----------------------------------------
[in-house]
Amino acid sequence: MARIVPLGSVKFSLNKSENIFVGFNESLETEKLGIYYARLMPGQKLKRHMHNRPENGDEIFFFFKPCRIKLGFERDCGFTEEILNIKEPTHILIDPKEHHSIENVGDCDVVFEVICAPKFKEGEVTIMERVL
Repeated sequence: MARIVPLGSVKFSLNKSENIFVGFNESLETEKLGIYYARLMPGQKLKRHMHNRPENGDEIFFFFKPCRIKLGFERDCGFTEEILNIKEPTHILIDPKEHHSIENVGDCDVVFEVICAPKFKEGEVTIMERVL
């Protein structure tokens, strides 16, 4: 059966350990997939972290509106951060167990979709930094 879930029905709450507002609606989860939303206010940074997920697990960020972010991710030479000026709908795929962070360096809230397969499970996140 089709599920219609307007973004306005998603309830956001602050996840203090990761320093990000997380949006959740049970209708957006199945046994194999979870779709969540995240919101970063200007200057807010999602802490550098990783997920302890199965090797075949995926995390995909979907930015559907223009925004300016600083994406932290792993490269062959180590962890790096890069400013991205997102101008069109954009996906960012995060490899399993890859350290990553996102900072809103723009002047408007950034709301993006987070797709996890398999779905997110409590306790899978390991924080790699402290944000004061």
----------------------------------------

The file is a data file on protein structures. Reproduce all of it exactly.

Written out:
[in-house]
Amino acid sequence: MARIVPLGSVKFSLNKSENIFVGFNESLETEKLGIYYARLMPGQKLKRHMHNRPENGDEIFFFFKPCRIKLGFERDCGFTEEILNIKEPTHILIDPKEHHSIENVGDCDVVFEVICAPKFKEGEVTIMERVL
Repeated sequence: MARIVPLGSVKFSLNKSENIFVGFNESLETEKLGIYYARLMPGQKLKRHMHNRPENGDEIFFFFKPCRIKLGFERDCGFTEEILNIKEPTHILIDPKEHHSIENVGDCDVVFEVICAPKFKEGEVTIMERVL
């Protein structure tokens, strides 16, 4: 059966350990997939972290509106951060167990979709930094 879930029905709450507002609606989860939303206010940074997920697990960020972010991710030479000026709908795929962070360096809230397969499970996140 089709599920219609307007973004306005998603309830956001602050996840203090990761320093990000997380949006959740049970209708957006199945046994194999979870779709969540995240919101970063200007200057807010999602802490550098990783997920302890199965090797075949995926995390995909979907930015559907223009925004300016600083994406932290792993490269062959180590962890790096890069400013991205997102101008069109954009996906960012995060490899399993890859350290990553996102900072809103723009002047408007950034709301993006987070797709996890398999779905997110409590306790899978390991924080790699402290944000004061």